With that said — by open sourcing Keygen, I feel like I'm moving in the direction that my market wants me to move towards. A direction of choice.


The dreaded bus-factor. When discussing Keygen with medium to large businesses, a recurring fear is one concerning the fact that Keygen is run and maintained by a single person. The bus-factor is a risk measurement, simply asking the question: "how many people can be hit by a bus before the business can no longer function?"

The answer for Keygen has historically been: 1 person.

One of the key benefits of open sourcing Keygen is that it eliminates its bus-factor of 1. Previously, Keygen was maintained by a single person (me), which made it vulnerable to disruptions if that person (me) was unable to continue maintaining it.

By open sourcing Keygen, I am ensuring that the project can be self-hosted and maintained by the community irrespective of myself.

Instead of hiring to eliminate the bus-factor problem, I chose to open source.

(Though, I am still looking for the right teammates.)


The next related fear that is commonly discussed is longevity. Now, this is a fear that is pretty easy to curb with the right words. Keygen is a 100% bootstrapped business, and as mentioned earlier, it's been profitable since year 1. I work on it full-time and it continues to grow YoY. I continually improve Keygen based on customer feedback.

But there's still that concern — especially from the startup community — because Keygen hasn't taken on venture debt. Perhaps this is actually rooted in the bus-factor, but I find it funny because I typically have the same fear but for venture-backed startups.

However, in the unlikely event of Keygen LLC discontinuing support of Keygen, the open source community can take the reigns of the Keygen project, if they so desire.


Related to longevity is business continuity. What happens in the event that Keygen LLC is shutdown? In addition to the open source community taking the reigns of the Keygen project, we are working on a migration path from Keygen Cloud to Keygen EE (and vice-versa), where customers can export and import their Keygen resources between instances of Keygen (e.g. Keygen Cloud to a self-hosted instance of Keygen).

We understand that continuity is vital. By open sourcing Keygen, we hope to mitigate the risk of disruption and loss of value that can result from a traditional business closure, creating a more sustainable and enduring ecosystem around the project.


In addition to alleviating fears, I also want to build trust. And going open source can help accomplish that goal. Open source software, by its very nature, is built upon a foundation of transparency and collaboration. The code for an open source project is publicly available, and anyone can review it, audit it, test it, and change it.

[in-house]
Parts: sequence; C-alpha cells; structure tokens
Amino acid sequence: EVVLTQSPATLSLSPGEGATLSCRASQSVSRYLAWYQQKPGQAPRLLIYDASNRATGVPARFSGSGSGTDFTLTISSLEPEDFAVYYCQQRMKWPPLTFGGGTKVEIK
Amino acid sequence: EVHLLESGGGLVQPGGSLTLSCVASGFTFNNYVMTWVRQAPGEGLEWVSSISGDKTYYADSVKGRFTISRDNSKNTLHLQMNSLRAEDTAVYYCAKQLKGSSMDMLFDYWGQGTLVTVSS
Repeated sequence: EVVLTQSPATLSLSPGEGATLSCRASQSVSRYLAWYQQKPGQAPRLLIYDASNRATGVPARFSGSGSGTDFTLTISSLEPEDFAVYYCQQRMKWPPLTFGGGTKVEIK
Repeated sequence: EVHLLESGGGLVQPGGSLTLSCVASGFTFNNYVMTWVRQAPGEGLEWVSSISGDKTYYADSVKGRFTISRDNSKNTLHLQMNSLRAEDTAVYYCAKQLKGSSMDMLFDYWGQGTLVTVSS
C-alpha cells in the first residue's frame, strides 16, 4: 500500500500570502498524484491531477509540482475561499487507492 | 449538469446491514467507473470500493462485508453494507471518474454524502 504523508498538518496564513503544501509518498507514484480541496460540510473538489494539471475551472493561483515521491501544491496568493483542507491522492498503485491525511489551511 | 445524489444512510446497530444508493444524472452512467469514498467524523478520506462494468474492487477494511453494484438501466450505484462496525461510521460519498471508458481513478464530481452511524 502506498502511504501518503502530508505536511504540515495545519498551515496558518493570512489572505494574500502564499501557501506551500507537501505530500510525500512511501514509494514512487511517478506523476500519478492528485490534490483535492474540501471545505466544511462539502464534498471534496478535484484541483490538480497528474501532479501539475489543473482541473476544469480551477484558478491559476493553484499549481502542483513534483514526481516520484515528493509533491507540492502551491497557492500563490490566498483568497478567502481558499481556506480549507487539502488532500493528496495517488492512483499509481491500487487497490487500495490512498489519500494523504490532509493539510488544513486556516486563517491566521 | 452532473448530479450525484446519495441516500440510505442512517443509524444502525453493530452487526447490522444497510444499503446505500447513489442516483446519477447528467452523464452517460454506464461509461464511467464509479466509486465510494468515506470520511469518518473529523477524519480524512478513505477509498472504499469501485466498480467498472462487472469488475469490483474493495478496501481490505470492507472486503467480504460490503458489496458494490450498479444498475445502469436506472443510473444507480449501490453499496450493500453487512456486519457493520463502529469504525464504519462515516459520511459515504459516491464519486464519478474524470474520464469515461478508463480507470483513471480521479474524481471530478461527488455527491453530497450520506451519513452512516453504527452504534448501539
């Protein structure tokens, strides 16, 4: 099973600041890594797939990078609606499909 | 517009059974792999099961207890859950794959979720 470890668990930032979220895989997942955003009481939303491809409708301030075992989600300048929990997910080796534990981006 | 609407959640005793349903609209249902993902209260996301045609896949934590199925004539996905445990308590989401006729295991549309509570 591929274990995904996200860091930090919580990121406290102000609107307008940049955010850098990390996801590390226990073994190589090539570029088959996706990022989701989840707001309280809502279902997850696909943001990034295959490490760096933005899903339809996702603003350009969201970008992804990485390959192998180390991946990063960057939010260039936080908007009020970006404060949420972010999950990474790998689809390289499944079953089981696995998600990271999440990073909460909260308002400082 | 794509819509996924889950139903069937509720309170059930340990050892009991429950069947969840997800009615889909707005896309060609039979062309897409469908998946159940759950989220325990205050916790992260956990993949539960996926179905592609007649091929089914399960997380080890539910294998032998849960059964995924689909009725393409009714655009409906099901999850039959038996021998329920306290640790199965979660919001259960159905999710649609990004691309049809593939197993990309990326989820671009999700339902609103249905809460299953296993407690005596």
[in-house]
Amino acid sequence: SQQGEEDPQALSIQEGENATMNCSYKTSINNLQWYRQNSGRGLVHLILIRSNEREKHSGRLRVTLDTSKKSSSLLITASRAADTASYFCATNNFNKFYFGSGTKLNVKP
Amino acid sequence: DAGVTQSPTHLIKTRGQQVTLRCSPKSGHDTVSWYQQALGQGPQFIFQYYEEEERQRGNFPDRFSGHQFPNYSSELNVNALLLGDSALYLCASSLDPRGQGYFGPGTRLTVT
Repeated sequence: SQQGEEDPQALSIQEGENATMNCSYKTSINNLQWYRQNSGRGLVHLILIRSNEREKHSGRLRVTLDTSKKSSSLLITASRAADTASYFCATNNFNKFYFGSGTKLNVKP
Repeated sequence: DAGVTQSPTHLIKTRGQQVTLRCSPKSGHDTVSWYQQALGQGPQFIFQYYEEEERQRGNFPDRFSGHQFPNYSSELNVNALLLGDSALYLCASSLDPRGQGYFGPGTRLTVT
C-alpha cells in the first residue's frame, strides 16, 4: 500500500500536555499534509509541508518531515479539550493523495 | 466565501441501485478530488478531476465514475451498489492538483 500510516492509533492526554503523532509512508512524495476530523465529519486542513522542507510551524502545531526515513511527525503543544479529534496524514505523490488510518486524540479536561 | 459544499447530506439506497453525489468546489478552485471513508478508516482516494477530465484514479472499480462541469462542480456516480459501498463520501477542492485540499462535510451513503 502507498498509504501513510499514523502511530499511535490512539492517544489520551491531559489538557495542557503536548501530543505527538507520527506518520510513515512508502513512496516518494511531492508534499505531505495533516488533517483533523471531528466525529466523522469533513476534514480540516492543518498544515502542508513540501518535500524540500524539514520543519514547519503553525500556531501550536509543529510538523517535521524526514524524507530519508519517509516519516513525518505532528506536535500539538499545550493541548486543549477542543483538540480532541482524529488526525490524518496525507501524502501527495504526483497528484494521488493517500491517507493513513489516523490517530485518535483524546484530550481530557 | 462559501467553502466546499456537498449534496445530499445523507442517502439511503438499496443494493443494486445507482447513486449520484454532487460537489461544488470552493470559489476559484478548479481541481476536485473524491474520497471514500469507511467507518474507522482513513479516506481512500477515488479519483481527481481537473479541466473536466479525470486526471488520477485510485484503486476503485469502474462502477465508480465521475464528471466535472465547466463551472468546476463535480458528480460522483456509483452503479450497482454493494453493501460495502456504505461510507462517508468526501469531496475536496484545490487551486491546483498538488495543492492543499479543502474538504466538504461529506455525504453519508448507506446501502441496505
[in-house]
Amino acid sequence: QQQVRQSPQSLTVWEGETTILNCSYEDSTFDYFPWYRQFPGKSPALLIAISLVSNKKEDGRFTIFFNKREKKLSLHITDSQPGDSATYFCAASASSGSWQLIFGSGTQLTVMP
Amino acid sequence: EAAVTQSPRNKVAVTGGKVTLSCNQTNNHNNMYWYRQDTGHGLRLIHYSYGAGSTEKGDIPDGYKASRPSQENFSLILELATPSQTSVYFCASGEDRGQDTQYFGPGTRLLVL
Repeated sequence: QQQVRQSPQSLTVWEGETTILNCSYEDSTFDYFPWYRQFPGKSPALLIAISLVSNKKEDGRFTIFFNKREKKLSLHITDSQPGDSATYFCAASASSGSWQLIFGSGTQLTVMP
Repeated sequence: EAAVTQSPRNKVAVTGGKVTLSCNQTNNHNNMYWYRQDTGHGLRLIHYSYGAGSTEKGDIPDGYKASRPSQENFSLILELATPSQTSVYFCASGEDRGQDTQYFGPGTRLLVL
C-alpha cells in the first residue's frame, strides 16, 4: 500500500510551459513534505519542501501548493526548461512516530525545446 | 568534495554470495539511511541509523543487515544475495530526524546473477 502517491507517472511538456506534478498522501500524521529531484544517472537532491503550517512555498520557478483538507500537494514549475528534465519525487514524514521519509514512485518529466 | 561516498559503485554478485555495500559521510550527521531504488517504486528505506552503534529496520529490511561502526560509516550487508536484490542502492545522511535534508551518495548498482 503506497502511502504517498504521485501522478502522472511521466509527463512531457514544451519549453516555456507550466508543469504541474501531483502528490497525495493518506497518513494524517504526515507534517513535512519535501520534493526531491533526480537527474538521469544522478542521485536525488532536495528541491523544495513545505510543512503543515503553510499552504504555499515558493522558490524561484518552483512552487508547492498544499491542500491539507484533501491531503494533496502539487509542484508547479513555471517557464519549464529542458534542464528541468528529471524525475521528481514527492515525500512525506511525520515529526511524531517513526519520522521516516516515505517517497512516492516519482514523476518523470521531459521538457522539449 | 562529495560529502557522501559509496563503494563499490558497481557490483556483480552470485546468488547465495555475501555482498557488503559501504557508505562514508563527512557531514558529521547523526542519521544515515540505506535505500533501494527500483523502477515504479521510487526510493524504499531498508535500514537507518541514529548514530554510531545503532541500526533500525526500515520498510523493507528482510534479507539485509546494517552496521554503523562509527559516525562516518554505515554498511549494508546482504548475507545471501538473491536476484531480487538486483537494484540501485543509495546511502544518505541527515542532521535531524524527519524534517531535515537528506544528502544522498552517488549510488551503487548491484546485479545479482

We don't do anything nafarious at Keygen, and we want to prove that. We also want to prove that we're a secure and stable platform to build your licensing upon.

You will also be able to see the sheer number of tests Keygen has.

Feel free to clone the repository and poke around.


I'm probably a little bit biased, but I see Keygen as a market-leader in the cloud-based Licensing-as-a-Service (LaaS) niche. And with that, as other founders know, come "copycats." Like clockwork, a new copycat appears every year.

It's incredibly disheartening to see API endpoints flat-out copied by a competitor, down to the URL and response payload (you know who you are). It's even more disheartening to read the documentation you've painstakingly written over the years stolen by the same competitor and not even reworded. Even worse still is when nobody notices this, much less cares, and their circle of friends on Twitter choose the copycat over you.

Now, I have "competitors" that flat-out plagiarize Keygen, and then I have competitors that compete with Keygen. I have respect for the latter, but not the former. (The former also normally don't last for more than a year or two.)

I'm hopeful that going open source can largely snuff these copycats out. After all, who would want to use the closed source copycat of an open source project?

I'm also hopeful that I don't eat these words.


When you enter the enterprise space, you learn a lot of acronyms. Like SOC2, ISO27001, HIPAA, BAA, and GDPR. You also fill out a lot of security questionnaires.

It's much easier for enterprises to succeed in their strict security and compliance goals when they can self-host Keygen and their data. Some enterprises love Keygen Cloud, but others keep asking to self-host and I feel like the clock is ticking.

Keygen has also received interest from the public and defense sectors, so being auditable (and self-hosted) is table-stakes for these types of high-security contracts.

Rather than maintain a "Keygen Shield" platform, likely managing single-tenant instances of Keygen inside of private datacenters, I chose to open source. This pushes the burden of maintenance of many single-tenant instances of Keygen off of myself, and onto the enterprise engineering teams.